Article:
I will elaborate a bit on just two aspects – the aging of rice and the processing and preparation of rice.  First, I recall the Ayurvedic doctor under whom I studied in Mysore, India often referred to the benefits of “old rice” (one year maturity after harvest) versus new rice.  Indeed the Ayurvedic treatise document that new rice is harder on the body to digest, as it is believed to increase the secretions of the internal organs;  whereas old rice is “lighter” and two-year old rice is even more “excellent in quality”.12  My teacher explained that due to the onset of mass production or more efficient technologies for harvesting, processing (i.e. drying and milling) and distribution, we are eating newer and newer rice which is becoming harder and harder for us to digest.  [Note: This is not to say that we should be keeping our rice on our shelves longer, as it does have a shelf life and the natural oils will spoil over time.  It is thus important to store it in an airtight container and not to buy rice with evidence of moisture.  Some suggest that brown rice can remain in the refrigerator for up to six months and white rice for one year.13 ]  The point here is that we should consider the benefits of buying our rice from a local source, or a small organic farm whose processing is “slower” (i.e. drying rice in the sun) – and thus a more natural aging process.  With respect to the preparation of rice, the Ayurvedic texts explain that dry roasting (i.e. drying over artificial heat) certain varieties of rice can make them “heavy” to digest.14  In addition, there are references to the digestive benefits of soaking rice prior to cooking it.15  This is in line with macrobiotics, which advises that soaking grains for 1-2 hours prior to cooking them will help activate enzymes that will aid in digestion.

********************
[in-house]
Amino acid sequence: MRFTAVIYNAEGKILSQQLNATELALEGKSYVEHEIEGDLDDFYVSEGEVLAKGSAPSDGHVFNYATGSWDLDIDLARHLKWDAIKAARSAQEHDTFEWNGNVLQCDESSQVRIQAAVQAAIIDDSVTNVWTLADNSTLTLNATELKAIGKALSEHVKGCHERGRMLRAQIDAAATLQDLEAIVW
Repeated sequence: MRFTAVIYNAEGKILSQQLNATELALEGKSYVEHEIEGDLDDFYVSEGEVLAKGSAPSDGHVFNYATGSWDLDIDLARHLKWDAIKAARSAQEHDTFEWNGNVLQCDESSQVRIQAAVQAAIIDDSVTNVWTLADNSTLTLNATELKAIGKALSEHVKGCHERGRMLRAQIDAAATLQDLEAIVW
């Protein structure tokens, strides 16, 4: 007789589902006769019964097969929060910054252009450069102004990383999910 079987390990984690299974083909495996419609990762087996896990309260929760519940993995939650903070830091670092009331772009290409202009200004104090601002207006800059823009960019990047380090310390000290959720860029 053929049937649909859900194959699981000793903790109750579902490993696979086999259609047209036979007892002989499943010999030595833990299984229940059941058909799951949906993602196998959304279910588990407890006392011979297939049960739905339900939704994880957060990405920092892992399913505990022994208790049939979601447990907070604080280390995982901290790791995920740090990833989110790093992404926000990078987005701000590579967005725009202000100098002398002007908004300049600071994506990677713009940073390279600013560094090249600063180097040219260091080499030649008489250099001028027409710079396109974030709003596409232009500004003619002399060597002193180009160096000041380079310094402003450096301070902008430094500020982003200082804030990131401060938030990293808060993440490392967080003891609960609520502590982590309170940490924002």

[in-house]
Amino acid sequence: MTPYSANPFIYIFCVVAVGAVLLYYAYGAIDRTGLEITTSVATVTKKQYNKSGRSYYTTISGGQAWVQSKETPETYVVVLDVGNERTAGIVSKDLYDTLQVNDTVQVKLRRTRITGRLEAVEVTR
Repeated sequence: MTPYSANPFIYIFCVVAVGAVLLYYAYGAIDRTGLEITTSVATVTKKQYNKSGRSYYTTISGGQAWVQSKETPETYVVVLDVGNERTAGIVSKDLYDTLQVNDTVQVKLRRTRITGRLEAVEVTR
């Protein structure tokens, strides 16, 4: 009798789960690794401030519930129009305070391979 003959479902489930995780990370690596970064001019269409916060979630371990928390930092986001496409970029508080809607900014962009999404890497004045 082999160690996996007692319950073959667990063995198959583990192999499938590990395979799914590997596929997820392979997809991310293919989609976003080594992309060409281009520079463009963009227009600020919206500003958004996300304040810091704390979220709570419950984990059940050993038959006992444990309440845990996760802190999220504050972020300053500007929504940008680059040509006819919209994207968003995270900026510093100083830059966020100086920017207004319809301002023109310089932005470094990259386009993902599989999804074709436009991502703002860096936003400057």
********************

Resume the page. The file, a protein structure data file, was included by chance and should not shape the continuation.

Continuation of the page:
Rice also provides an example of the “politics” or social dimension of our food choices.  The spread, cultivation and development of rice to this day is not without social consequences. Two examples include the push for golden rice in India and the mass U.S. importation of rice to Haiti. Golden rice is genetically modified to produce beta carotene, the precursor to vitamin A. It’s a controversial issue, as many claim that golden rice will help reduce malnutrition rates in India; yet many claim this technology will do more harm than good with respect to food security as it takes more water to grow, will lead small farmers to lose their land, and for all to lose a vast array of more nutritious and sustainable ancient rice varieties.16 I happened to talk with some rural farmers in India about this situation and they have already seen the ill-consequences of the domination of corporate giants like Monsanto pushing genetically modified (GMO) seeds, and they fear that the advancement of angel rice will further lead to environmental and social consequences without much health benefit.  Another example is the U.S. rice imports to Haiti, which some say has pushed Haitian farmers off their farms and into the already over-crowded cities and slums and made the country more dependent upon the economic powers, not to mention more vulnerable in natural catastrophes as proven in the recent earthquake.17